WASHINGTON — Consider Andrew Knijner a Pitchcom convert.
The St. Louis Cardinals catcher heard the screams, but never paid attention PitchCom device More than a month into the 2022 MLB season. The Cardinals were the last team to implement anti-sign-stealing technology that allows a catcher to communicate with the pitcher and three other fielders with the push of a button.
“Before we used it, we were like, ‘Oh, never use it, call the game normal,'” Knijner told USA TODAY Sports. “Now I’ll never go back. It is very simple.
“It’s pretty much second nature.”
Most major leagues adopted PitchCom in its inaugural season. This season introduced baseball fans to images of the pitcher covering his ear with his glove to hear command and other equipment-related hazards. Overall, PitchCom received positive reviews, even from skeptics like Max Scherzer, who thought it was “illegal”.
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The Cardinals may be late to the party thanks to veteran catcher Yadier Molina, a 40-year-old future Hall of Famer who commands a pitching staff like Bobby Flay in his kitchen.
“I think that probably has a little bit to do with it,” Nijner said. “I was like, ‘Ah, that’s bogus, I’m not really about that.’ But now with so much of the sign-stealing scandal and the drama, everybody’s trying to get an advantage — they always have — it takes some of the game away. It allows our pitcher to relax and (receive) the pitch from the mound. . . .
Molina’s longtime battery mate, Cardinals pitcher Adam Wainwright, praised Pitchcom. That makes a ton of sense, he said, but it’s unfortunate to have to use it.
“I heard a couple of guys say the other day that stealing signs is part of the game,” Wainwright said, referring to Scherzer’s comments. “I couldn’t disagree more.”
Scherzer prides himself on using complex signals with runners at second base — the original situation in which the pitchcom was created — and sees it as an advantage. But Wainwright thinks Pitchcom actually preserves the spirit of competition.
“(Stealing symbols) could be part of the game. I wish it wasn’t part of the game. It doesn’t have to be part of the game. It takes away from the best part of the game, in my opinion,” Wainwright said. “The best part of the game is hitting against each other’s pitcher.”
One of Wainwright’s concerns is that, come playoff time, pitchers often won’t hear the command coming from a transmitter tucked into the lining of their cap — though some have devised their own methods.
“It’s hard to hear when it’s really loud so it will be interesting to see how this happens in a loud environment,” Wainwright said.
Pitchcom co-founder, Craig Filicetti, said volume improvements were made throughout the season by improving the software in the devices and how they engineered the audio to better dampen crowd noise. And yet “there’s more headroom to go,” Filicetti said.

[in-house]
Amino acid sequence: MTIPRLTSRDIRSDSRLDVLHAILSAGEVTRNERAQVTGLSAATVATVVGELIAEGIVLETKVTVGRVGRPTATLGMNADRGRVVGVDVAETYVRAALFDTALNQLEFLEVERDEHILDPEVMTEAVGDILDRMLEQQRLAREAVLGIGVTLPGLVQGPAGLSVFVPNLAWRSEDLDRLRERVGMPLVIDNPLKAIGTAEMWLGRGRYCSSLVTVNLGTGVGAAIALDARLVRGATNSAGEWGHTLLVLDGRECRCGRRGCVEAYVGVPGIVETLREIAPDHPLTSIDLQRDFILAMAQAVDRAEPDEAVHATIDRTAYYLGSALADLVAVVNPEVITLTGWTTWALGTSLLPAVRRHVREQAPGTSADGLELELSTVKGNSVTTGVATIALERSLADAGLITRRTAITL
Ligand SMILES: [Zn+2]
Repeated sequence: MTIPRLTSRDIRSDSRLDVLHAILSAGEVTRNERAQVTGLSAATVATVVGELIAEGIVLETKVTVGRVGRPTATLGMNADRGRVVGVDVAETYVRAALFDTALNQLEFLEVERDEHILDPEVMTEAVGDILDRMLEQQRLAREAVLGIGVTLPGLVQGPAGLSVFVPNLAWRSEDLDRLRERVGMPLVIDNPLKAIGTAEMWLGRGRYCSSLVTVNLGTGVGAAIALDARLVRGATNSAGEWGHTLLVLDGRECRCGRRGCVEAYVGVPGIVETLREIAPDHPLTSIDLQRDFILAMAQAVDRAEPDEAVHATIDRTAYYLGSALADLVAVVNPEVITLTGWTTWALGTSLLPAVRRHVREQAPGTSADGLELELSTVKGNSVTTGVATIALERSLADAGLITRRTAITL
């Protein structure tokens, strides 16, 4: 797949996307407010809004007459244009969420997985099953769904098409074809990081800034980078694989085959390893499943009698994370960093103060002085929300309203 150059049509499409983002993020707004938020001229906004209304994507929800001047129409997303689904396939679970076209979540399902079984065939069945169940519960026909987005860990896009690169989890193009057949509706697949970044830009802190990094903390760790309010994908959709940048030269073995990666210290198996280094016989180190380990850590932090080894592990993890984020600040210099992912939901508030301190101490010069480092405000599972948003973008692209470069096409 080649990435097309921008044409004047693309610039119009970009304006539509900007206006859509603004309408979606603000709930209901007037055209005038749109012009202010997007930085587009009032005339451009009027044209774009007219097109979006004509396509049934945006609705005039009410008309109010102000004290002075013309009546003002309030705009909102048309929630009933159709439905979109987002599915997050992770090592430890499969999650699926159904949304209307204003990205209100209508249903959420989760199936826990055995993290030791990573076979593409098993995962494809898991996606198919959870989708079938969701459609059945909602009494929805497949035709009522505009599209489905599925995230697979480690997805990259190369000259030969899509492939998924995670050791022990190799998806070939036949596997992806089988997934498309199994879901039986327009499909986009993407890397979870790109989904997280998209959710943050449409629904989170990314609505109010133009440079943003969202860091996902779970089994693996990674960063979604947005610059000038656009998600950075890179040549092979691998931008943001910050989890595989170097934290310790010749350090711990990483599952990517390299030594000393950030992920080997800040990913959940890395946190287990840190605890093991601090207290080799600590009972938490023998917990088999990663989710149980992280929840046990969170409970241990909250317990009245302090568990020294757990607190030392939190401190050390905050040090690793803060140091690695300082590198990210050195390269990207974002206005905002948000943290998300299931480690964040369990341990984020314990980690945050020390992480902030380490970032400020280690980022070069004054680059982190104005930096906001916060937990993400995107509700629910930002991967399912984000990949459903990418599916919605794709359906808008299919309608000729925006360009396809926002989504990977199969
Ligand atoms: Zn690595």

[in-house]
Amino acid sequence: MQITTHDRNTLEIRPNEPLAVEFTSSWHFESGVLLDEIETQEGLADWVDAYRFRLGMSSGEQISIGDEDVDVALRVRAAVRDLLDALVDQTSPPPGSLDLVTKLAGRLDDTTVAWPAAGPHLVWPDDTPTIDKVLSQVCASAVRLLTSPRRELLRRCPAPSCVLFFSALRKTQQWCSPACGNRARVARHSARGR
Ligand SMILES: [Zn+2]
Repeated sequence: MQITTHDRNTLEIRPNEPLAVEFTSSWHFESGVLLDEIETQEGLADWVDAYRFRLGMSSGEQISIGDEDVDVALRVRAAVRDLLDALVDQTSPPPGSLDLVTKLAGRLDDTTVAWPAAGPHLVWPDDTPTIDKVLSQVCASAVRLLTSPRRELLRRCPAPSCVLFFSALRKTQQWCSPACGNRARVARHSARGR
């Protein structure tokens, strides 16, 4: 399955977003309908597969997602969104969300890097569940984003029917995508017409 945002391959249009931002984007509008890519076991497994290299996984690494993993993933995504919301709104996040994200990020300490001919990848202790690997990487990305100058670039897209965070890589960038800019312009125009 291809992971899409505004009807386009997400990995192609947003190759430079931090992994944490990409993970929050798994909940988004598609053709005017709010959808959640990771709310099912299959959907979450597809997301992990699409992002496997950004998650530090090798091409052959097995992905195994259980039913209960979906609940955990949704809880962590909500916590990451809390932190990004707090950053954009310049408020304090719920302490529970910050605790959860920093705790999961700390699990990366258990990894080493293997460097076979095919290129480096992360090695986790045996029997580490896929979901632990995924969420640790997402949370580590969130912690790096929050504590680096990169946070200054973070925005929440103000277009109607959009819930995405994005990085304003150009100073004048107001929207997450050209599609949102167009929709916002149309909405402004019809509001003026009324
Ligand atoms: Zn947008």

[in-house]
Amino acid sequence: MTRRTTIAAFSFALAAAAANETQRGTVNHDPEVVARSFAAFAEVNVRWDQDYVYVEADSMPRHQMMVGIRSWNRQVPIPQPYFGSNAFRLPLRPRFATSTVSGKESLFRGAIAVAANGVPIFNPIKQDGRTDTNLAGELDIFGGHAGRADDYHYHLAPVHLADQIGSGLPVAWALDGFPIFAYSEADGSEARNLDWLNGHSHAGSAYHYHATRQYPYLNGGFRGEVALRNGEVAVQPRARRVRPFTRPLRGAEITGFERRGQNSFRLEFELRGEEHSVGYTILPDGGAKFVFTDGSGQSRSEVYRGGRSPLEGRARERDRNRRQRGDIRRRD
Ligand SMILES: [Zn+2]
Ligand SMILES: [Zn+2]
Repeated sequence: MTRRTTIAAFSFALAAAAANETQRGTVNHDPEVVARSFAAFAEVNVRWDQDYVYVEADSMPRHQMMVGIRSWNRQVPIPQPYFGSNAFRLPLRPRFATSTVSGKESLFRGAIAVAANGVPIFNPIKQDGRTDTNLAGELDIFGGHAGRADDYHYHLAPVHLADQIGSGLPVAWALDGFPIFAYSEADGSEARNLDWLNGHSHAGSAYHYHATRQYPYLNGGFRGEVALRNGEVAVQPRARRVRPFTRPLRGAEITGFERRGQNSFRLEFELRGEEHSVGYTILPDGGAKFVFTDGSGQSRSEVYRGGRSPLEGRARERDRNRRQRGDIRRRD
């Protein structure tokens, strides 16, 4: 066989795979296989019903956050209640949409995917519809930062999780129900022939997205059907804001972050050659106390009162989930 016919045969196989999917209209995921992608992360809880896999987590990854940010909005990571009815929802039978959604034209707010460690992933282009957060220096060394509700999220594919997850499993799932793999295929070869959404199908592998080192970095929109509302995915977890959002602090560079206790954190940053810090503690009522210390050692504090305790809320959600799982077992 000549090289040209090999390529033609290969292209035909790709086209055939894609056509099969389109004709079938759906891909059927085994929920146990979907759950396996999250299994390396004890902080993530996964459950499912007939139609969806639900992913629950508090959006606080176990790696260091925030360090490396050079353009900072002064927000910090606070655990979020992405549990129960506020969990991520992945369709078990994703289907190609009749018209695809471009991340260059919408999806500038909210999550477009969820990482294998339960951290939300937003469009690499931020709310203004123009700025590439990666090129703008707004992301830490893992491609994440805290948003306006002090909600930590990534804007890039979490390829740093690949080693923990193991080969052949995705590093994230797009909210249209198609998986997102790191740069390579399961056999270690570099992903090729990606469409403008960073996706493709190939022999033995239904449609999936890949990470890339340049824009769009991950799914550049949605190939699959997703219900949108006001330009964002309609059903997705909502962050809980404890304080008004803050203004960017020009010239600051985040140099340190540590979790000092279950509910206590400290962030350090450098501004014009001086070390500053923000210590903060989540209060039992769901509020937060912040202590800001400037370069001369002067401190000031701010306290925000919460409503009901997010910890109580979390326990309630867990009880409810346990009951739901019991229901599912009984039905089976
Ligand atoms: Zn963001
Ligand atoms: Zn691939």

“We think we’re ready for it,” he told USA TODAY Sports.
Filicetti and partner John Hankins designed and built every single unit. They are the only two people who work with MLB teams and provide system support regarding PitchCom. Hours are long.
The duo typically have calls with two or three teams a day, to help clubs build “tracks” – where PitchCom can present a sequence of options – tailored to their needs. Filicetti and Hankins also meet with league officials twice a week.
As the season progressed, Filicetti said, there was a decrease in user error. Initially, delays are usually not Pitchcom related, but players may have forgotten to turn on the receiver, the device may not be charging properly, or the receiver may have been placed in their cap (or elsewhere).
It’s not foolproof, but players have found benefits.
“The only downfall of this thing is you get some technical errors now and again,” said Nijner, who often doesn’t have to adjust his catching stance to call signals, which is a welcome relief on his lower body. “But it’s less.”
Nijner likes to be specific with the location; Pitchcom has nine boxes in the strike zone for pitch location along with pitch type command.
“It’s efficient, it’s quicker and more specific, I also look,” says Nijner.
Location was initially a concern for some big league catchers when it came to the pitchcom. But Hankins says players have the ability to indicate location — another example of players becoming more comfortable with the technology.
Placing the device behind the catcher’s shin guard was an innovation made at the club level, for example. The New York Yankees used Pitchcom to improve their running defense. According to the Athletic. Cincinnati Reds outfielder Nick Senzel, using one of the receivers, credited Pitchcom with his positioning and improved defense.
“It’s all about Pitchcom, man,” Senzel said in April.
Cleveland Guardians catcher Austin Hedges programmed the device to deliver a positive, More clearlyAcknowledgments back to the pitcher.
The flexibility of the system and watching teams use Pitchcom in their own creative ways are the most rewarding parts of a Pitchcom campaign for its founders.
“We like the way teams can take this and make it their own,” Hankins said of softball prototypes being developed. “Other systems with less-improved software are available for travel baseball and are cheaper,” Filicetti said.
Pitchcom silencing the skeptics, believers from Scherzer to the Cardinals, is another reason to celebrate.
“I don’t have to worry about getting white on my nails again,” says Nijner, “so that’s a plus.”
Follow Chris Bumbaca on Twitter @BOOMbaca.